“It still baffles me that no one ever did basic testing for epilepsy on her, and that when I discussed epilepsy surgery with them, it was the first time they had heard of it,” said Mathias.

In August 2020, Dr. Farhan Mirza, assistant professor of neurosurgery and director of epilepsy surgery, successfully did surgery on Kelly’s brain. For the first time, she or her sister can remember, Kelly was seizure-free.

“We could go places and not have to go through the thought process of ‘What if?’” said Aleina. “For example, I had been thinking it would be wonderful to visit the beach and go swimming, but I was always afraid to get her in the water, because, what if she dropped?”

Mirza said, “Kelly’s journey, like so many of our patients with refractory epilepsy, highlights two important things: No one should have to suffer from uncontrolled epilepsy for decades, and all patients who are resistant to anti-epileptic medications deserve to be evaluated for possible surgical options in a timely fashion. This can be done effectively only at highly specialized centers like UK where we offer advanced multi-disciplinary care for refractory epilepsy.”

The sisters were thrilled to have a greatly improved quality of life as Kelly celebrated her 50th birthday complete with a crown and a sash, less than two months after her epilepsy surgery.

“She was not limited anymore, and that is fantastic,” said Aleina.

Second chapter: Just weeks after celebrating her 50th birthday, two and a half months after her brain surgery, Kelly contracted Covid-19. She started showing symptoms about a week after Aleina came down with the virus. As Aleina recovered, Kelly’s symptoms worsened.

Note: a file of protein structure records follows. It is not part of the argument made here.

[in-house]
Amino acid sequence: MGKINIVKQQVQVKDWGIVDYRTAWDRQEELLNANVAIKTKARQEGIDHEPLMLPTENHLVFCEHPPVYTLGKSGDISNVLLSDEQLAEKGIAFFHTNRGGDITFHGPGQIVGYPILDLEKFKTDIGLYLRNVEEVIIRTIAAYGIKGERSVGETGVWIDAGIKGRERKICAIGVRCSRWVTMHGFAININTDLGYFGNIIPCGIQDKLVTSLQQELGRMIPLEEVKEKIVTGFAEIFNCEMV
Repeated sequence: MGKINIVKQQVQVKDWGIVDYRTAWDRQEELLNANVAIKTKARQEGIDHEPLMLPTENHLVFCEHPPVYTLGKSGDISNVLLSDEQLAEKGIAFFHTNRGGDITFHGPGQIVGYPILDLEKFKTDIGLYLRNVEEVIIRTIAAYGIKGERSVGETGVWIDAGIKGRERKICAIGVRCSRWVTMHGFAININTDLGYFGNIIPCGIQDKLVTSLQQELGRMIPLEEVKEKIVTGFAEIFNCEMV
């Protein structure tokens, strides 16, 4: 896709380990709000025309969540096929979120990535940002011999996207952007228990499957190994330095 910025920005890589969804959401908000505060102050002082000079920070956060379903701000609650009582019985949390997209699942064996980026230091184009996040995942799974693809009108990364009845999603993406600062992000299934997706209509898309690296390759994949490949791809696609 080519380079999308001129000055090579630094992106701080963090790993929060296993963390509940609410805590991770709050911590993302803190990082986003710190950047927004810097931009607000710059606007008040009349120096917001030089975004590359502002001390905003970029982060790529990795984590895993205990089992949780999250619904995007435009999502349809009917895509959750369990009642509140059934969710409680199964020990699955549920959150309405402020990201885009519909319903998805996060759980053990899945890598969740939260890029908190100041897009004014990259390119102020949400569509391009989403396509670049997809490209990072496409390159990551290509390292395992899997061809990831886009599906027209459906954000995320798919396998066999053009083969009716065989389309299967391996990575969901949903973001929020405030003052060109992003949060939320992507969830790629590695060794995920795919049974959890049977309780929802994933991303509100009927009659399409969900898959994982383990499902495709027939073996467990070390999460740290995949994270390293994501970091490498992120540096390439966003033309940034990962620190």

“She started telling me that she was having these strange neurological symptoms – tingling, burning, rushing feelings in her hands and feet, and continuous thoughts that she could not control,” said Aleina. “Kelly had never had any mental problems other than minor anxiety.”

After a few months of feeling like they could finally enjoy life together, Aleina was again reaching out to doctors with great concern for her sister.

“I read some articles about studies looking at the possibility that Covid can attack the weakest part of a person,” said Aleina. “I just assumed that would be her brain because she just had this major surgery.”

At that point, Covid-19 was still relatively new. Aleina says the doctors she spoke with did not know much about the virus other than to tell her that if Kelly’s breathing was okay, then she was okay.

“She continued to get worse … her brain, the tingling,” said Aleina. “It never presented in her lungs, but she just kept acting more strangely. She would say she was on fire and that she felt there was something evil after her.”